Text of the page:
Pete Hammond

National Board Of Review Names ‘Hugo’ Best Film, Martin Scorsese Best Director
‘The Artist’ Is NY Film Critics Best Picture; Meryl Streep Best Actress, Brad Pitt Best Actor

The first week of actual awards-giving and nominations has now passed and pundits are searching for clues. Has anything actually been clarified in this year’s Oscar race?


Based on the mixed bag out of the New York Film Critics, National Board of Review and Gotham Awards winners along with the announced nominees for Independent Spirit Awards, this year is completely, completely wide open. But then you knew that already.

The New York Critics so wanted to be first and “influence” the Oscars that they advanced their voting date up two weeks and prematurely presented a list of winners Tuesday that seemed downright conservative and very “Academy friendly.” After honoring harder edged films in the past, they went for a delightful black and white silent film as their Best Picture (The Artist) and Director (Michel Hazanavicius) plus big stars  Meryl Streep (in another biopic — as Margaret Thatcher this time) and Brad Pitt (Moneyball) both playing real-life characters, something  Academy voters have tended to favor in many of their recent acting winners. It was Streep’s fifth acting honor from the NYFCC. The group moved their voting up in order to beat everyone else, particularly the National Board of Review which is normally first, and in effect forced Sony to show them David Fincher’s The Girl With The Dragon Tattoo by agreeing to move their voting date back a day (and then ignored the film). They also miscalculated Warner Bros’ willingness to show Stephen Daldry’s Extremely Loud and Incredibly Close before it was completely finished and ready to be seen by some of the nation’s most “important” (at least in their own minds) critics. So that one wasn’t part of their deliberations. The Broadcast Film Critics Association (I am a member) and the Los Angeles Film Critics among others will be able to see Dragon Tattoo starting Friday. Neither has changed its voting schedules (about 10 days out) in order to jump the gun and will be able to see everything before weighing in on the year’s best. That seems like the right course for critics groups  instead of trying to force the hands of filmmakers in order to pursue their own delusional quixotic quest for influence. Read More »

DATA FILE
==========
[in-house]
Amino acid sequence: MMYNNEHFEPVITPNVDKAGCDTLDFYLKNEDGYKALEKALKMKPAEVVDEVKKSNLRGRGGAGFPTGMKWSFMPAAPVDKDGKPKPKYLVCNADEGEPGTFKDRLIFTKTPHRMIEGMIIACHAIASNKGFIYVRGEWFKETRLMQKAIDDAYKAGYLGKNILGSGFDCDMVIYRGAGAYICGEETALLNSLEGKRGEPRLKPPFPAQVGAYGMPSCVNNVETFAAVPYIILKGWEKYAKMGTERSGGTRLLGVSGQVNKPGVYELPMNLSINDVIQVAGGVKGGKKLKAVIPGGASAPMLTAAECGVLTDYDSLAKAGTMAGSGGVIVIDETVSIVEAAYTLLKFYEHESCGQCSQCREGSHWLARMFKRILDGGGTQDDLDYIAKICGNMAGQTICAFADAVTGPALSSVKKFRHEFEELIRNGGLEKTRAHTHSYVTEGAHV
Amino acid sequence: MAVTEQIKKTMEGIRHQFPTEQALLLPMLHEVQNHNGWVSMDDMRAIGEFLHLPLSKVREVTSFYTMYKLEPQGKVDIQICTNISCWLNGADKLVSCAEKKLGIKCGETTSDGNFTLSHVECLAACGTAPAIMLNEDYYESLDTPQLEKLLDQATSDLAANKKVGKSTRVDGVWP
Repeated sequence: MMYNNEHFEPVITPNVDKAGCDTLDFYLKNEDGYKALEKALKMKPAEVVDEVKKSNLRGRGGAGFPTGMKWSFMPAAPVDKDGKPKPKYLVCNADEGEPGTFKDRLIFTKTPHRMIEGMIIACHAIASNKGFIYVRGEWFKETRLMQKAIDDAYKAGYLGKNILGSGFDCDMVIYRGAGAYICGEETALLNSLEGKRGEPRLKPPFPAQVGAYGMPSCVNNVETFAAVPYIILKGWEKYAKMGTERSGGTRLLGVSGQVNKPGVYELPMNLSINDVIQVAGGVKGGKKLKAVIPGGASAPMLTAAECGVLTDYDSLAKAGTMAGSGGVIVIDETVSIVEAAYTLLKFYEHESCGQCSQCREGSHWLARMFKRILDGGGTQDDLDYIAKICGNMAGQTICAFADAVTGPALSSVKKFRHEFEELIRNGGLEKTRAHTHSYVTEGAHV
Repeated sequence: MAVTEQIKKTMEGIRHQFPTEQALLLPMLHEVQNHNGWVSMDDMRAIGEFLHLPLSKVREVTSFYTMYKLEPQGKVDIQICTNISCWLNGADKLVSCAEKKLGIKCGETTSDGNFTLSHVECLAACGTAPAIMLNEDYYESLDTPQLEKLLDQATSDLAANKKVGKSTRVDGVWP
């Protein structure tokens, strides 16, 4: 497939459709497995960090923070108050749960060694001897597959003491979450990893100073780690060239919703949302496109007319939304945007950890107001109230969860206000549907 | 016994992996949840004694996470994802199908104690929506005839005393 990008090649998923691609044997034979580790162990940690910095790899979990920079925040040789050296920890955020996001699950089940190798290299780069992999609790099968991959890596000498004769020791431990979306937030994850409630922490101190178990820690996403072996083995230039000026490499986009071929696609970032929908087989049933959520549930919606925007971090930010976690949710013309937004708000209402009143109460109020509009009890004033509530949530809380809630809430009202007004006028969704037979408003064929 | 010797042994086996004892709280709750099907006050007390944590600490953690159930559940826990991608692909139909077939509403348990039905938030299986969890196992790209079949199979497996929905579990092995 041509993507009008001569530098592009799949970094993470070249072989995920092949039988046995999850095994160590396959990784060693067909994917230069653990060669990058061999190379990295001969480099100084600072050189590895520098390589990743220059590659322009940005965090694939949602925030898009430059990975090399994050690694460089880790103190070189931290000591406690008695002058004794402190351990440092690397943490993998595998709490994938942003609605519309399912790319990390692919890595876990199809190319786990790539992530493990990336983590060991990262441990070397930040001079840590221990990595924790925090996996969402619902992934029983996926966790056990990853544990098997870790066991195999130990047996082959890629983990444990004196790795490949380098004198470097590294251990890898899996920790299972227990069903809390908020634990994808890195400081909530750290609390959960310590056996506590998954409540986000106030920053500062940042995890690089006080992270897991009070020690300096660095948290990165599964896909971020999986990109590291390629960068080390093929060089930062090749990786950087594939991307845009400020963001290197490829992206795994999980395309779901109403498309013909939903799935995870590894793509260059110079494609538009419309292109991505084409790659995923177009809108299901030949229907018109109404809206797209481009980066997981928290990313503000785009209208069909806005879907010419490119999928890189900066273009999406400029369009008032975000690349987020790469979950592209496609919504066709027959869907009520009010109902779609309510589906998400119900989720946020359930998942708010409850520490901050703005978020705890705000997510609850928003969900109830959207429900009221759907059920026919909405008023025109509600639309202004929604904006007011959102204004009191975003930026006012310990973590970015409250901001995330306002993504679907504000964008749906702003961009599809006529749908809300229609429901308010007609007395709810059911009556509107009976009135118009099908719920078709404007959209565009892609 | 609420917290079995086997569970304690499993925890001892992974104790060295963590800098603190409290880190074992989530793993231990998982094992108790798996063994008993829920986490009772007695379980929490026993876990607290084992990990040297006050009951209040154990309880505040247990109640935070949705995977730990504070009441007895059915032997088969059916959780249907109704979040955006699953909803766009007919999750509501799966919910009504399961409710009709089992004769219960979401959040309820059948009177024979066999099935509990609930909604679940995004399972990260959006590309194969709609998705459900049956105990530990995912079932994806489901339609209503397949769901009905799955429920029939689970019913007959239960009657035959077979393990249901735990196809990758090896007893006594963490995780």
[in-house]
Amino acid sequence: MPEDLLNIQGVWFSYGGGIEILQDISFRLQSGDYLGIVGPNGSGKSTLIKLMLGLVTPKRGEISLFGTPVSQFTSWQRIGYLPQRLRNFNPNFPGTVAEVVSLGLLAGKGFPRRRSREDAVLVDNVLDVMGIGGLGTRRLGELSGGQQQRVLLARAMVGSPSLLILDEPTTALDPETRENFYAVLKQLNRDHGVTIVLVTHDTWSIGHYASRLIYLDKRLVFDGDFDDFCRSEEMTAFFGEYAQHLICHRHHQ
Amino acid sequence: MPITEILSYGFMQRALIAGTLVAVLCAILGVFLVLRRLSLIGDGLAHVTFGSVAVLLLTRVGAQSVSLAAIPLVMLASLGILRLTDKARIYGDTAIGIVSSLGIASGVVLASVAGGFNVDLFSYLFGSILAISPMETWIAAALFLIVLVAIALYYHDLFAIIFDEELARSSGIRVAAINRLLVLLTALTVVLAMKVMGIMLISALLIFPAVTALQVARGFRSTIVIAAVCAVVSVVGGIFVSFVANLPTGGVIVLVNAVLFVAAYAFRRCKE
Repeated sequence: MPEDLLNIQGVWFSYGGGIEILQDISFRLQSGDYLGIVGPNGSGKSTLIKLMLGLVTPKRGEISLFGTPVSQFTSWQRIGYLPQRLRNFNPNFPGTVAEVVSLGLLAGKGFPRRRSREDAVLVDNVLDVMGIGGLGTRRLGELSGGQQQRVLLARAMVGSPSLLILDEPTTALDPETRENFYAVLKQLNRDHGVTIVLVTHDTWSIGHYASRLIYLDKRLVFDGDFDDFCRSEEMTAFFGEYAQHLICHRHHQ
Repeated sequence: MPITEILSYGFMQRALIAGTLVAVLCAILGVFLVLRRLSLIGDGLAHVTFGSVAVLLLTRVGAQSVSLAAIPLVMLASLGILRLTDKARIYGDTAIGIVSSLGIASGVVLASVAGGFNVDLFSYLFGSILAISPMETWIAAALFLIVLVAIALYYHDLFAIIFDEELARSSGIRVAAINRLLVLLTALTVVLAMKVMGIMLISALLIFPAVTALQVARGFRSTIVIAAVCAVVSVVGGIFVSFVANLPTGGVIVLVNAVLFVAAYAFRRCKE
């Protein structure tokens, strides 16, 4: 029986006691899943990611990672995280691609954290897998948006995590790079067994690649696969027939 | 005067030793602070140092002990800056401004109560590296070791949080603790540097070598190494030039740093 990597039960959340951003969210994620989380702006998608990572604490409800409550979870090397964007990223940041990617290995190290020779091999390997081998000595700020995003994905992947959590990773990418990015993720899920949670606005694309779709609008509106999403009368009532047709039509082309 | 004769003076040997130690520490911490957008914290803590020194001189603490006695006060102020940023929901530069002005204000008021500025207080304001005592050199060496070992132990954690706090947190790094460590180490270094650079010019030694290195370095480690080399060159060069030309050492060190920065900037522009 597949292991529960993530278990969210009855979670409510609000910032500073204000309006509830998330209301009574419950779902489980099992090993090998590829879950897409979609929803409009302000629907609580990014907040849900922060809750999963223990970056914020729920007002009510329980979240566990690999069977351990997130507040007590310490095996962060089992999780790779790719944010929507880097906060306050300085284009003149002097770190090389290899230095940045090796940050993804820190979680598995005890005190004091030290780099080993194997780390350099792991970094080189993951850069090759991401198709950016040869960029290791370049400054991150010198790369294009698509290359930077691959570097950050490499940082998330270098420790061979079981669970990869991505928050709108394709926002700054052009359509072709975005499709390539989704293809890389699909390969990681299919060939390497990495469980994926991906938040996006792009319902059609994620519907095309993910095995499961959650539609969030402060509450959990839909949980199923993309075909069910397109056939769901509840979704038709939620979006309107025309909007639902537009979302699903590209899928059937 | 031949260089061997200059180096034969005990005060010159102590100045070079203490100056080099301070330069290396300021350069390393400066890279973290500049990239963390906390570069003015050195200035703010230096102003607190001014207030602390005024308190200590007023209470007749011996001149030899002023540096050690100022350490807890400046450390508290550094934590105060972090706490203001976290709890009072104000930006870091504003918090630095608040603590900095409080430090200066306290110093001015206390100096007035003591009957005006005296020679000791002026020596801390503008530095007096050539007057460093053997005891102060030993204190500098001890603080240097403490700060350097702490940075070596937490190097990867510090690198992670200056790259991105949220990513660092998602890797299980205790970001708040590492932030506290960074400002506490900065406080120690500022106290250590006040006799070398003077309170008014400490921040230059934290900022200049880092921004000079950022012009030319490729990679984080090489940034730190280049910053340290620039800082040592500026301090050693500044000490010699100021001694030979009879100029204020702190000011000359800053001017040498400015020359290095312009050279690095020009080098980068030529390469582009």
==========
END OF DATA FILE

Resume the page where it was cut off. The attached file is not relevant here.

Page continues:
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HAMMOND: Composer Alexandre Desplat Is Music To Oscar’s Ears Again This Season

Pete Hammond

Is Alexandre Desplat the new hardest working man in show business? The prolific French composer  who has had four Oscar nominations in the last five years  is just coming off his busiest year since gaining international notoriety in 2003 with Girl With A Pearl Earring. Since then he has been one of, if not  the most in-demand composers in the business with a remarkable output that made me tired just reading all the titles. Those Oscar-nominated scores, The King’s Speech, The Fantastic Mr. Fox, The Curious Case of Benjamin Button and The Queen are just a tiny sample of the nearly 60 scores he has written in the last 10 years, a decade of major achievement for the now-50 year old Desplat who can probably safely say life really does start at 40.  He has actually been actively composing for films for a quarter century but has only become an international household name in movie music circles since 2003. When I sat down with him at a small dinner last week he was in town just for 36 hours and between back-to-back Q&As with his The Ides of March director George Clooney. That morning he had just completed the score for Stephen Daldry’s Christmas release, Extremely Loud and Incredibly Close. It was a rush job to be sure as he was brought in as a last minute replacement for the film’s first composer, Nico Muhly ( who despite having composed Daldry’s The Reader as well as serving as a music coordinator … Read More »

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‘Real Steel’ Bot-Battle Wins Weak Weekend; George Clooney’s ‘Ides Of March’ Distant #2